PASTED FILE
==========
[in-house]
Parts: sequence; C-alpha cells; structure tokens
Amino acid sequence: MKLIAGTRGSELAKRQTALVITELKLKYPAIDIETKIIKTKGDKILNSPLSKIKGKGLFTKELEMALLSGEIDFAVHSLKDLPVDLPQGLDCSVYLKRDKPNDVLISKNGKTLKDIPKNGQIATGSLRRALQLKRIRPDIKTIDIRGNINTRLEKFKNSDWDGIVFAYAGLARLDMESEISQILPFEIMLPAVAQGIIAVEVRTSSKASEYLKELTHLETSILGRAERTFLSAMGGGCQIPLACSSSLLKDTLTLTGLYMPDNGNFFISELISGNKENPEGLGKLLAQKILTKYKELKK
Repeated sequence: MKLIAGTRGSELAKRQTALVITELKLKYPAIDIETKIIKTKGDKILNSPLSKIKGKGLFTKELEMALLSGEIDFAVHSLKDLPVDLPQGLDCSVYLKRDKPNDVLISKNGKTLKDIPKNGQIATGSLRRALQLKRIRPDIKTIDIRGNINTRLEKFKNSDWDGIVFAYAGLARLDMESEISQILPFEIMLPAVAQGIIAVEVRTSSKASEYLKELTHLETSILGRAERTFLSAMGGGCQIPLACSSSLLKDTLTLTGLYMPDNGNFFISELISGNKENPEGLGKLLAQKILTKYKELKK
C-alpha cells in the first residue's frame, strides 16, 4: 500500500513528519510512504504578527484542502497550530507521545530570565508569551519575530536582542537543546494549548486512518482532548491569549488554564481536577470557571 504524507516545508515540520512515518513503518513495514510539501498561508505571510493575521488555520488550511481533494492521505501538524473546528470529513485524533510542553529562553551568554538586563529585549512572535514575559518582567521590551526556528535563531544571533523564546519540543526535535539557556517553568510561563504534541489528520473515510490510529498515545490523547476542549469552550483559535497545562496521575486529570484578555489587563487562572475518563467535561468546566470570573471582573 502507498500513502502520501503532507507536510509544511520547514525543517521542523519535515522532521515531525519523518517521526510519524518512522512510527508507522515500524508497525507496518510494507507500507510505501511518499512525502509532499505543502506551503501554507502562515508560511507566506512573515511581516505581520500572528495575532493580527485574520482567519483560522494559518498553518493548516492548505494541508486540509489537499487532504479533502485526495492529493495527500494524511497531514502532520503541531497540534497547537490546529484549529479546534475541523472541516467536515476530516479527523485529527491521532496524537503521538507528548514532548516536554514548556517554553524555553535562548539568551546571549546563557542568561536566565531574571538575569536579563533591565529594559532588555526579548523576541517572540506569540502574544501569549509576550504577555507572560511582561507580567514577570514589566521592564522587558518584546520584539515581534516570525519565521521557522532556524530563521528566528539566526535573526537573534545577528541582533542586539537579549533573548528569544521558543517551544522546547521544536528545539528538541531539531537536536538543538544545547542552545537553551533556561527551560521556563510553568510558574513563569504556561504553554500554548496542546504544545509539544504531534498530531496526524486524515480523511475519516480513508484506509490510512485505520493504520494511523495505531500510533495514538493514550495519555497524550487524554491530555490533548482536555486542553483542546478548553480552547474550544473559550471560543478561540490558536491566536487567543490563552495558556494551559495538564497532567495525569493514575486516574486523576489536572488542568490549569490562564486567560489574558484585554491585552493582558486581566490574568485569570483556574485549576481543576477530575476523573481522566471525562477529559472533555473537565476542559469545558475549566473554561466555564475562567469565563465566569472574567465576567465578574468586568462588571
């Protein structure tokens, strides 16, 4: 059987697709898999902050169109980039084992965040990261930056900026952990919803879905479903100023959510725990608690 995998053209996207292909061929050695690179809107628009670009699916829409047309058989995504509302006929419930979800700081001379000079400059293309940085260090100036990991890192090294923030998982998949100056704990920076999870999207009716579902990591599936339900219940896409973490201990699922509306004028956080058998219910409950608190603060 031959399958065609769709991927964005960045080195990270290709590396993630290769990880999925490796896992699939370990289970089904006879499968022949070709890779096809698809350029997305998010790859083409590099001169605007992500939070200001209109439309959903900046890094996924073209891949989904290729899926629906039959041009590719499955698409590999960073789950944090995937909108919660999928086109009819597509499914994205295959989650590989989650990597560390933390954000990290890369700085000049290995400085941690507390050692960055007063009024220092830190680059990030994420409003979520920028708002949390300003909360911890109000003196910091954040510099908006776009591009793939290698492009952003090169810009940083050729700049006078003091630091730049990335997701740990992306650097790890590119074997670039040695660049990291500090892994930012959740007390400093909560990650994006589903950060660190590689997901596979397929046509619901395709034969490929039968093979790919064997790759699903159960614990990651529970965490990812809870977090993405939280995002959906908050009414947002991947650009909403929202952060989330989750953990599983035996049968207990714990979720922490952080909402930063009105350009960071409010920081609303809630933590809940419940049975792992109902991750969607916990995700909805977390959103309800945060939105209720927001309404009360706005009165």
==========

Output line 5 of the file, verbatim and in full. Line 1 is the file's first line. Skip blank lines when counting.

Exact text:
C-alpha cells in the first residue's frame, strides 16, 4: 500500500513528519510512504504578527484542502497550530507521545530570565508569551519575530536582542537543546494549548486512518482532548491569549488554564481536577470557571 504524507516545508515540520512515518513503518513495514510539501498561508505571510493575521488555520488550511481533494492521505501538524473546528470529513485524533510542553529562553551568554538586563529585549512572535514575559518582567521590551526556528535563531544571533523564546519540543526535535539557556517553568510561563504534541489528520473515510490510529498515545490523547476542549469552550483559535497545562496521575486529570484578555489587563487562572475518563467535561468546566470570573471582573 502507498500513502502520501503532507507536510509544511520547514525543517521542523519535515522532521515531525519523518517521526510519524518512522512510527508507522515500524508497525507496518510494507507500507510505501511518499512525502509532499505543502506551503501554507502562515508560511507566506512573515511581516505581520500572528495575532493580527485574520482567519483560522494559518498553518493548516492548505494541508486540509489537499487532504479533502485526495492529493495527500494524511497531514502532520503541531497540534497547537490546529484549529479546534475541523472541516467536515476530516479527523485529527491521532496524537503521538507528548514532548516536554514548556517554553524555553535562548539568551546571549546563557542568561536566565531574571538575569536579563533591565529594559532588555526579548523576541517572540506569540502574544501569549509576550504577555507572560511582561507580567514577570514589566521592564522587558518584546520584539515581534516570525519565521521557522532556524530563521528566528539566526535573526537573534545577528541582533542586539537579549533573548528569544521558543517551544522546547521544536528545539528538541531539531537536536538543538544545547542552545537553551533556561527551560521556563510553568510558574513563569504556561504553554500554548496542546504544545509539544504531534498530531496526524486524515480523511475519516480513508484506509490510512485505520493504520494511523495505531500510533495514538493514550495519555497524550487524554491530555490533548482536555486542553483542546478548553480552547474550544473559550471560543478561540490558536491566536487567543490563552495558556494551559495538564497532567495525569493514575486516574486523576489536572488542568490549569490562564486567560489574558484585554491585552493582558486581566490574568485569570483556574485549576481543576477530575476523573481522566471525562477529559472533555473537565476542559469545558475549566473554561466555564475562567469565563465566569472574567465576567465578574468586568462588571